Evil's Unreality

In view of the seeming immensity of evil, its significance to human experience and its persistence in world history, it need not surprise one that many should have reached the conviction that it must have a place in the divine plan, and affirm that there is warrant for this conclusion in the fact that moral achievements are a direct fruitage of resistance to it. The claim is, that as joy could not be known for joy were it not contrasted with sorrow, so "if there were no such thing as evil there could be no such thing as goodness;" evil is therefore "indispensable" to a moral world.

Thus John Fiske and others contend that as hearing and sight are dependent upon an indescribably rapid succession of contrasts, the alternate rarefactions and condensations of air or ether, so in its very nature all knowledge is the result of "minute subconscious discriminations of likeness and unlikeness." It is thus argued that without the background of evil, good would be undefined, characterless, and indistinguishable; hence unknowable. This sounds plausible, in harmony with the physical facts, and it seems to honor good in assuming that its gain is well worth the calm endurance of the awful tragedies of human suffering as pertaining to the best order that Love could devise.

In the light of Christian Science, however, its adherence to the ideality and unvarying consistency of the divine nature and activities, this explanation of evil is seen to be utterly untenable. If, as affirmed, evil is indispensable to good, the service it renders must determine its character, and it can no longer be regarded as evil, as something that ought not to be; hence the moral discrimination between good and evil must be abandoned, the basis of their contrast, namely unlikeness, given up. This does not deny that evil is to be resisted, since as claimed this is also a part of divine order; but it certainly does make it out of keeping to denounce it as having no rights. The teaching of the Scriptures, however, is certainly at-one with the deepest moral sense of the race in declaring that evil should be resisted as an offense to justice and truth, an abomination for which God has neither use nor tolerance. If, therefore, evil is necessary to moral education and achievement, this Scripture teaching seems to become a pretense and Christ Jesus a deceiver regarding it.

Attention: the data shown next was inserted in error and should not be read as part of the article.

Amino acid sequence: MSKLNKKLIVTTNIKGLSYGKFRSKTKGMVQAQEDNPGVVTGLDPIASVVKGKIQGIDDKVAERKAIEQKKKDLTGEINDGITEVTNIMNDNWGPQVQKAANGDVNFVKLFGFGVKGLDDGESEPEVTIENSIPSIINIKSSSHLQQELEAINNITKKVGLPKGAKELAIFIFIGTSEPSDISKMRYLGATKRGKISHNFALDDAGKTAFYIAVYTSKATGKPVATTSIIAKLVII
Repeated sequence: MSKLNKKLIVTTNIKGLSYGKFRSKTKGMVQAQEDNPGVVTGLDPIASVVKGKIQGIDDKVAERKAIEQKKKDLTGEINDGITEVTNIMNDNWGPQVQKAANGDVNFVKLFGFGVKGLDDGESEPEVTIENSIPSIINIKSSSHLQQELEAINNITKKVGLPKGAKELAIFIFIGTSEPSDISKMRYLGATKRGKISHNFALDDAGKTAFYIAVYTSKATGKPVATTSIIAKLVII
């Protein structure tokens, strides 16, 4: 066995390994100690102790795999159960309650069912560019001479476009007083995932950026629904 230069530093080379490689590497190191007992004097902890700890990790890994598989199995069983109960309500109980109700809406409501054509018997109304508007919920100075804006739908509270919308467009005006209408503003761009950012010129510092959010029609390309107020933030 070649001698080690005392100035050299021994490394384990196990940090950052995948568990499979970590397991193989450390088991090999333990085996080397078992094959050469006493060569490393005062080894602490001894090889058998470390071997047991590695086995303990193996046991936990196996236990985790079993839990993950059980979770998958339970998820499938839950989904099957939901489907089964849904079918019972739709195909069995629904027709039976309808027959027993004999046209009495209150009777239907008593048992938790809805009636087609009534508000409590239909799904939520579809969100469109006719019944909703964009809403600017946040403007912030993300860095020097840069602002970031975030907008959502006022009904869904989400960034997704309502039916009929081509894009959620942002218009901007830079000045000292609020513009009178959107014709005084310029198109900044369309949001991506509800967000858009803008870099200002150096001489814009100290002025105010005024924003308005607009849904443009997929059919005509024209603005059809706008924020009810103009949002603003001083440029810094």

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Healing and Gratitude
December 26, 1914

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